• You can only do so much in a day. At some point, you reach the end of the day. Either it’s time, or you’re tired, but at some point, the day is done. Pack up and go home. Watch TV. Eat. (Maybe not in that order.) Do something nice. Take a bath. First of all, it’s no use working yourself silly until ungodly hours, you just won’t get up the next morning, or if you do, you won’t be productive. Second, doing this will help you “grow” a feel for what can be done in a day.
  • Plan your day. At the beginning of the day, look at your list, and think about the 2-3 important things that you want to accomplish today. Rocks and pebbles might help. Forget all the rest and get cracking on those. You’ll be interrupted, you’ll have emergencies, of course. That’s why it’s important not to plan to do too much — or you’re setting yourself up for failure. I started doing this regularly this spring, first with index cards, then with a list in Evernote. At the beginning you’ll be crap at it, but after months of practice, you get better. And this is one of the building stones you’ll need to be able to plan your weeks at some point.
  • Save time for the unexpected. When I was teaching, I did quite a bit of time planning — I knew when I was in class and when I had “downtime” to prepare courses and mark tests. Doing that, I realized that I could not perfectly plan my time. There was always “unexpected” stuff coming up. So I started making sure I had empty time slots of “surprises”. At some point during the last year, I calculated that roughly half my time was taken up by “unexpected” things and “emergencies”. Now, it’s less, because I’m better at planning. So, depending on how deep in chaos you are, you want to make sure you leave enough “free time” in whatever planning you’re doing to accomodate everything you didn’t know about or hadn’t thought about. As organisation increases and stress goes down, the “things to do” will get more under control and there will be less and less emergencies — but it’s still important to leave “breathing space”.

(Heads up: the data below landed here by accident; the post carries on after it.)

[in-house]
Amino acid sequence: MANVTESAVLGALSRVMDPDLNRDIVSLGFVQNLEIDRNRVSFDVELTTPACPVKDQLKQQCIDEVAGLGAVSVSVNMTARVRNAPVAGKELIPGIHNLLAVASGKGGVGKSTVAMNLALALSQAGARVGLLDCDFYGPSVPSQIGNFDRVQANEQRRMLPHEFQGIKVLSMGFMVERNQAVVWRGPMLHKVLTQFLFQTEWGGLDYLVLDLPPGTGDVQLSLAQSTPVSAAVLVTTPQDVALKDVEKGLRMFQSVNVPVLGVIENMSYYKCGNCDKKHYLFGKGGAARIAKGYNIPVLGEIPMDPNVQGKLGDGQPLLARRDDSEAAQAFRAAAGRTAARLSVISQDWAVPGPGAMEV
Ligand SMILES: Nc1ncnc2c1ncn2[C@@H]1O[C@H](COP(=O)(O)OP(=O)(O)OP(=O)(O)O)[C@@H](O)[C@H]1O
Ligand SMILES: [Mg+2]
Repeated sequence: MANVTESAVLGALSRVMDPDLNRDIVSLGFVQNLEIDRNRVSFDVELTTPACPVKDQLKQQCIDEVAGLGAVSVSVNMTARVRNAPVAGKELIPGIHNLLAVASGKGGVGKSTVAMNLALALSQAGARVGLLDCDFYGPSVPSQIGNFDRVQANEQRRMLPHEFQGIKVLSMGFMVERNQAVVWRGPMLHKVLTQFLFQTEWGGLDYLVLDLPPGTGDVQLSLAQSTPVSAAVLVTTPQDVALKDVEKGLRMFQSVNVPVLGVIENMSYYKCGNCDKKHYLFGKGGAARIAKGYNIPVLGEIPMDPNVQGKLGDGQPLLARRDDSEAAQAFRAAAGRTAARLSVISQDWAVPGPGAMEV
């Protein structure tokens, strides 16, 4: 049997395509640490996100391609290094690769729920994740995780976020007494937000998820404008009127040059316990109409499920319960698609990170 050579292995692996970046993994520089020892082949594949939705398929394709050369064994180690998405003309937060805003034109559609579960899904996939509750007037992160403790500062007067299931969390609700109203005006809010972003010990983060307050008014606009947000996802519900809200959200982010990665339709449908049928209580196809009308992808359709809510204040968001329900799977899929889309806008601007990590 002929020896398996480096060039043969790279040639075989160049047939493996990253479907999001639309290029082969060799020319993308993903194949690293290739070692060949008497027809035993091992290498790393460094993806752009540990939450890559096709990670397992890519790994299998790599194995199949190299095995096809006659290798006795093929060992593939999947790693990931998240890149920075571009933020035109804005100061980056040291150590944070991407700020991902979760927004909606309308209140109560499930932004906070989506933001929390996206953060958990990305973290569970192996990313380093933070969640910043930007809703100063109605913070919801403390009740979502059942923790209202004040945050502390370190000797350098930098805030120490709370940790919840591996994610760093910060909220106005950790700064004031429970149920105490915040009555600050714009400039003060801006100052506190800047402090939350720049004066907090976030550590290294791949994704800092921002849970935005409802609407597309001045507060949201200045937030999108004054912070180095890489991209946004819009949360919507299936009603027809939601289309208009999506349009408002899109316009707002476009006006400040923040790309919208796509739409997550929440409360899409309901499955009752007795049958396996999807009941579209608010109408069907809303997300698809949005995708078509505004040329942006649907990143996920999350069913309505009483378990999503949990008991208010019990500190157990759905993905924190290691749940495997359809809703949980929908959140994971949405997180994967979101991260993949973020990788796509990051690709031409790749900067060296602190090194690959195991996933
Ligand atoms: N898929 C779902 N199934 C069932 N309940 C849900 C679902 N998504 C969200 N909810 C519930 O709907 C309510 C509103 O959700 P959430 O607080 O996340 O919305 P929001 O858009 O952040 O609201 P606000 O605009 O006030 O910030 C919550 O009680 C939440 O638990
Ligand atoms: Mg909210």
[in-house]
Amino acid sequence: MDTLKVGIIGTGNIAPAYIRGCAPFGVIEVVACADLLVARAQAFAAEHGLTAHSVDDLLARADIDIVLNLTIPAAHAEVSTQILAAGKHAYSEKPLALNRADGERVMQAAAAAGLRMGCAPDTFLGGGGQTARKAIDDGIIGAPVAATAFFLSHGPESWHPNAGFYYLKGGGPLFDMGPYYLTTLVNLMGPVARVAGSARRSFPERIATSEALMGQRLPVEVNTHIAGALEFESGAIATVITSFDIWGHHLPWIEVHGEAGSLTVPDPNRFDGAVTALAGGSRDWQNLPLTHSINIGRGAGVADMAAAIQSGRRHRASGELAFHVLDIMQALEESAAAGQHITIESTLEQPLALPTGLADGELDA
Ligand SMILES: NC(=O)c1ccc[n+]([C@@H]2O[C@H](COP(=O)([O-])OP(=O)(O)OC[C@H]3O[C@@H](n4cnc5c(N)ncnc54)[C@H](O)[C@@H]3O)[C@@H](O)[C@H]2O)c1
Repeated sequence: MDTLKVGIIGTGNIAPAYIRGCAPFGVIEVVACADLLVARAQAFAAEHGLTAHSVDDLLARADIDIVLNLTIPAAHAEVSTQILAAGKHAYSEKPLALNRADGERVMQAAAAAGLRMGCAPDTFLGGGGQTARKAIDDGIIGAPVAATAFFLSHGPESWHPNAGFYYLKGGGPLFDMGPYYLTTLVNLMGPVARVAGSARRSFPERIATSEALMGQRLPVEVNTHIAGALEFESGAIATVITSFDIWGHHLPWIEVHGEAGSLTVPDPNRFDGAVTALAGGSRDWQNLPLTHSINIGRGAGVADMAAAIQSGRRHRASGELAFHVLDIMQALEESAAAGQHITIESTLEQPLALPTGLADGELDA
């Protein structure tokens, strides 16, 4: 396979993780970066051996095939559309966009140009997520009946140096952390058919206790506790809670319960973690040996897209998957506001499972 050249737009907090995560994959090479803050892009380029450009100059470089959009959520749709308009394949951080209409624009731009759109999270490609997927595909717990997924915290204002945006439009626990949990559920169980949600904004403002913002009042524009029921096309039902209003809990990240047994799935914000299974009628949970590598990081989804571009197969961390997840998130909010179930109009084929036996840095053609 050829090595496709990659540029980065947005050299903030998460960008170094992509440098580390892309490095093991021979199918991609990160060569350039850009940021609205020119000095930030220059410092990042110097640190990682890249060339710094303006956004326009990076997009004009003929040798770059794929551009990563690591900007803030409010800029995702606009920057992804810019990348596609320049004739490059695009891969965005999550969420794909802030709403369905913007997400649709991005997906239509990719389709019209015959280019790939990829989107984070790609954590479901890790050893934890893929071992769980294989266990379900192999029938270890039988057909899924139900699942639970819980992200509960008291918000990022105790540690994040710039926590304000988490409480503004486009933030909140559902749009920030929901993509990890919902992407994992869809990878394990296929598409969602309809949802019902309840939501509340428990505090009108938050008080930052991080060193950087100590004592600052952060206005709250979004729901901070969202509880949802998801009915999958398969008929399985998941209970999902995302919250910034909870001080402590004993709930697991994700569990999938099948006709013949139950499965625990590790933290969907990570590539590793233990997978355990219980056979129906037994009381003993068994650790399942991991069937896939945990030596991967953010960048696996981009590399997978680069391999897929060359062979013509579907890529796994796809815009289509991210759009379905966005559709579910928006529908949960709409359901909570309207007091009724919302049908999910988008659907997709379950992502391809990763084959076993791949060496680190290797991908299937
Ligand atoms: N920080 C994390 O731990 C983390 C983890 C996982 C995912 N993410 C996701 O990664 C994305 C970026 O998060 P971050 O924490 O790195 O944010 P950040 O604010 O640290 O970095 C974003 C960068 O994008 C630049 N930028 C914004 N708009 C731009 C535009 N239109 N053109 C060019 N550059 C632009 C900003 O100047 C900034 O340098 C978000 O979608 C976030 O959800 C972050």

This is more or less all I can think of for the moment. Is it useful to anybody? I like to think it would have been useful to me, but one can never know… would I have listened?

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I Need to Blog! [en]

[fr] Ma vie a pris une jolie forme cette année. Par contre, j'ai un peu négligé mon blog ces derniers temps (je ne dis pas ça par culpabilité, mais parce qu'un sentiment de "j'ai besoin de bloguer!" vient de me prendre aux tripes).

Here we are again. Another long break on CTTS (unplanned, as always) and another “OMG I need to blog more!” post.

But this isn’t a “I feel guilty, my poor readers, I’ve abandoned you” one. I don’t do those, you should know by now.

No, it’s a cri du coeur: I just sent this tweet a few minutes ago, and immediately after was overcome by an urge to blog — 140 characters just didn’t cut it.

I’ve been working too much these last weeks — enjoying life, too, though. I honestly have a very good (happy) “work-life” balance (yeah, I know the expression is loaded, bear with me). But I miss writing here, and I’ve only just realized to what extent.

Once before — OK, maybe more than once — I took the decision to start my work day by writing a blog post. I did it for some time (my excuses, I can’t dig it out of my archives, see the sad mess my blog still is). But then stress shows up again, and emergencies, and… I stop.